It works out since Jul and Aug are our hottest months and not conducive to learning (too distracting) and the many breaks in between keep the kids refreshed.

    Thanks for sharing, Georgiana. :)

    ReplyDelete
  8. Hey Lisa, yes, I'm truly blessed to have picked a hubby who loves to play with me and the kids. You know that old saying... 'The family who plays together, stays together' ? I like to think that's one of the reasons for our 33 yr marriage.

    In fact, one of the Prairie Chicks was telling me the other day that when she passes a mirror, she's jerked back to reality because she thinks of herself as a 27 yr old and not the old woman in the mirror.

    I'd like to add to that... spending time playing with the family keeps us 'young'. :)

    Thanks Lisa.

    Anita.

    ReplyDelete
  9. Wow, Anita! I didn't realize you live on a real farm! I thought it was just "out in the country" far away from everything. (Can you tell I'm a big city girl?)

    ReplyDelete
  10. Hey D'Ann - you're right, though. LOL

    About 3 yrs ago, hubby decided he didn't like farming and went back to work nearby in the oil industry. By that time, we'd gone through 5 yrs of organic crops and were finally certified. So we rent out the cultivated land to a local organic grower. And another guy comes to cut and bale the hay in the pasture.

    So we live exactly like you thought... "out in the country" far from everything.

    And JJ spends many hours up in the hayloft playing hide and seek with the barn cats. :)

    We use the bales that are left for sitting around campfires, obstacle courses, nativity scenes, etc.

    We still have chickens and ducks, too.

    ReplyDelete
  11. Anita,
    Love the pictures. Lots of farm memories for me there. I do know that I could I never keep up with the WORK on a farm now. I have an aunt and uncle who still work the farm and they are in their 70's and 80's. I remember the year the water froze (okay maybe there was more than one of those years). But that specific year I was in a crawl space under the kitchen with my uncle and holding a hair dryer on pipes singing Jingle Bells.:)

    ReplyDelete
  12. Oh, I know what you mean Jilly. When we had the goats, my time was spent in milking, pasteurizing the milk, making butter and cheese, and the endless washing and cleaning of the equipment.

    Once God healed the boys and I could buy them regular dairy products at the store, we sold all the goats, rented the land, etc.

    And I was able to get back to writing. Yay!

    Oh, what a memory with you in the crawl space.

    ReplyDelete
  13. I really enjoyed your post Anita. The photos really show how much your family enjoys themselves!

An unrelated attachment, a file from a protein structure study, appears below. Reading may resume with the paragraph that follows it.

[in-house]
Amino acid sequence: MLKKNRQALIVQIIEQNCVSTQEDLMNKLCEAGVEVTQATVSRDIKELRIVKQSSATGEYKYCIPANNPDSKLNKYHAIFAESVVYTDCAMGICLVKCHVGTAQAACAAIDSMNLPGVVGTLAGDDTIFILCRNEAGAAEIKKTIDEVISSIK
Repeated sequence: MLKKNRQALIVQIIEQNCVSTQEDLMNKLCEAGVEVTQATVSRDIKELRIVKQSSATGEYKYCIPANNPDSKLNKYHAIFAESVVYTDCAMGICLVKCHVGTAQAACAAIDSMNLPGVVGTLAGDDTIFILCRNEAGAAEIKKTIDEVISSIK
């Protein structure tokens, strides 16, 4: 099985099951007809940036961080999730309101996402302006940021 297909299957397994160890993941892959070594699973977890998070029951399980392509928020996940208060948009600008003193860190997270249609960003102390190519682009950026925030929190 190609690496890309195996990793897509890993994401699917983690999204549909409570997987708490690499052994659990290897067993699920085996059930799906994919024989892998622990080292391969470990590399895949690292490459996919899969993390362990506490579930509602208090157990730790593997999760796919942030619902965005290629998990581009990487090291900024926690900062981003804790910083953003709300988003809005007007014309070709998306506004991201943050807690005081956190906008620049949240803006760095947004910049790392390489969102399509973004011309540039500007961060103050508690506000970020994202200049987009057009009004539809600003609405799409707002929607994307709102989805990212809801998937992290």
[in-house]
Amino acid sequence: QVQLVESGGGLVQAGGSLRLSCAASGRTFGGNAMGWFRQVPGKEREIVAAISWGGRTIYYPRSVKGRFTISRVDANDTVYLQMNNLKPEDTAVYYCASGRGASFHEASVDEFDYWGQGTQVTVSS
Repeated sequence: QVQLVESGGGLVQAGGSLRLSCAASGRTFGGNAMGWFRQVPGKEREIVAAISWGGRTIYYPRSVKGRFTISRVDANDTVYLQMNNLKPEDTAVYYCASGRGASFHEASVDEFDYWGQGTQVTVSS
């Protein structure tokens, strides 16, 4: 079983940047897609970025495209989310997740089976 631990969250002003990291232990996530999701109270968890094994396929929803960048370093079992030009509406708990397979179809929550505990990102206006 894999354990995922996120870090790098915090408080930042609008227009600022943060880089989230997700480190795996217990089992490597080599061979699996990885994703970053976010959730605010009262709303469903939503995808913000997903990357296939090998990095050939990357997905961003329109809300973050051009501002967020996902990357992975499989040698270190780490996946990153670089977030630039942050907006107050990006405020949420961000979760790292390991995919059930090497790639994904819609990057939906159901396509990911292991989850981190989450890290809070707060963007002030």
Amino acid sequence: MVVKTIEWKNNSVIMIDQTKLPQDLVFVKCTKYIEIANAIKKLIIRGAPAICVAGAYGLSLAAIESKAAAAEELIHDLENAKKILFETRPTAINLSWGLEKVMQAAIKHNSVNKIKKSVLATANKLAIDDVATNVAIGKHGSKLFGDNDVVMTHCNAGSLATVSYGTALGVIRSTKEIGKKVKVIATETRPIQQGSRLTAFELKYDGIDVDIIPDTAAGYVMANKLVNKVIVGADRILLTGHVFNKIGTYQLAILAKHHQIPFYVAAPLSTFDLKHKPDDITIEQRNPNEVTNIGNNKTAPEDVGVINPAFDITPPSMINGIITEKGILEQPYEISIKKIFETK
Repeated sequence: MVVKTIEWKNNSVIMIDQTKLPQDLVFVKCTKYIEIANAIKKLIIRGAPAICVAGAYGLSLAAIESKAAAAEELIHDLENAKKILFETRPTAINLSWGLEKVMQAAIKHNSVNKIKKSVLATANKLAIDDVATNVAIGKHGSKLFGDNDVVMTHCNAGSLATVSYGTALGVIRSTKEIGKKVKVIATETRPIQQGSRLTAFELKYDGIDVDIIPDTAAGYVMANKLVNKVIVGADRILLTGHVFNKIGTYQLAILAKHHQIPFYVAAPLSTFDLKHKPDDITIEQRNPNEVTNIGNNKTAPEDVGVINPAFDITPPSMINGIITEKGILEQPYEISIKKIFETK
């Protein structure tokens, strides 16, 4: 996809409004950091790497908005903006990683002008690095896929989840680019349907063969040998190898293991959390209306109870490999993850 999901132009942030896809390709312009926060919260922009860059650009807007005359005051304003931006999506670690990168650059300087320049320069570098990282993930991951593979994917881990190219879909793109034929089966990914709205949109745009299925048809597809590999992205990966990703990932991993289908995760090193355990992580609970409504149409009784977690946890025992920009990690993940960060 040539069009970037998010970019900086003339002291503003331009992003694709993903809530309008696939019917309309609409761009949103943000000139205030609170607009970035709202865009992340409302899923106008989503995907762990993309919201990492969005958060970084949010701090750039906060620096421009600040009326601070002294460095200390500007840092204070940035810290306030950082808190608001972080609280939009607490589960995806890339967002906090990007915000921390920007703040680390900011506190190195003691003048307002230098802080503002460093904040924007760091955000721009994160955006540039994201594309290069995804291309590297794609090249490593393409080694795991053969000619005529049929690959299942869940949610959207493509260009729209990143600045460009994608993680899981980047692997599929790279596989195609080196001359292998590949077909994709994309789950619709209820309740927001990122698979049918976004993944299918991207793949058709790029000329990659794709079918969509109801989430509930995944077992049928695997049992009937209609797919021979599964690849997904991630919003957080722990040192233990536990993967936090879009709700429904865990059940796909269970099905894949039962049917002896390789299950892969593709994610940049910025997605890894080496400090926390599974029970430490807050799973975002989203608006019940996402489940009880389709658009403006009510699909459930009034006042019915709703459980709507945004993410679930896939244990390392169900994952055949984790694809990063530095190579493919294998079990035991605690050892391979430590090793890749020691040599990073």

Do you all swim in the dugout?

    ReplyDelete
  14. I loved this post, Anita! Wonderful photos. I want to come play, too! Fabulous!

    ReplyDelete
  15. hey Anita

    my mom was very afraid of getting her head under water but she loved the sport and the connection she felt with her sisters. her life jacket was her best friend that kept her floating during the very rare times she fell. i guess she could tread water then - so i guess that's somewhat swimming. she made sure us kids took swimming lessons so we would never have her fear of the water.

    feel free to use her as a character.

    and yes, i do think my nephew and you share many of the same loves. if you had horses at your place he'd be beyond happy. i think the most used of his first words was: HORSEY!

    ReplyDelete
  16. Deb, there is a family down the road who've installed a 10x10 ft dock with a waterslide and diving board in their dugout. It's the only thing on the side of the field and the blue slide looks weird as you drive by in winter. A couple times a summer, about a dozen families get together for a party. But then the wind blows the tent and lawn chairs away and they have to re-do every year.


    I would really like to make a dock and use for swimming. Or make a bridge across it just so I can stand in the middle and look down at the water. But in the spring, the dugout floods as the snow-melt raises the water all the way up to the little pumphouse so the bridge would have to survive that.

    As for swimming... the water's filled with leeches - little ones but one hand scoop will have about 24 or so. Ick! We'd need to chlorinate like crazy and we don't want to do that to what JJ calls the 'wildlife'. :)

    For the next family reunion, I'd like to be able to use the dugout for remote-controlled boat races. That would be fun!

    Anita.

    ReplyDelete
  17. Thank you Susie, you can come anytime.

    Actually, now that we're not actively using the barn, I keep wishing I had lots of money to renovate it. I'd like to turn it into a writing retreat. Lots of room downstairs and upstairs in the loft. Of course, it would have to be cleaned and sterilized first, but with todays standards, it's just a matter of phoning the right company. Oh, and money, of course. sigh.

    Maybe someday...

    Anita.

    ReplyDelete
  18. DebH, we did have horses here a few years ago, but we gave them away. The kids weren't interested in taking care of them and horses need a lot of care and attention. If they're for riding, they need to be ridden often. When I went back to writing, I decided I would give it my best shot so we found a good home for Morning Dancer and Blackie. We still have all the tack, though, as I just couldn't give that up.

    And I will use your mom's experience. Thanks. :)

    Anita.

    ReplyDelete
  19. Ah, hay season. That IS a summer memory. Driving the baler, driving the truck to pick up the bales, watching the cute boys my folks hired buckin' bales to the flatbed. : )

    ReplyDelete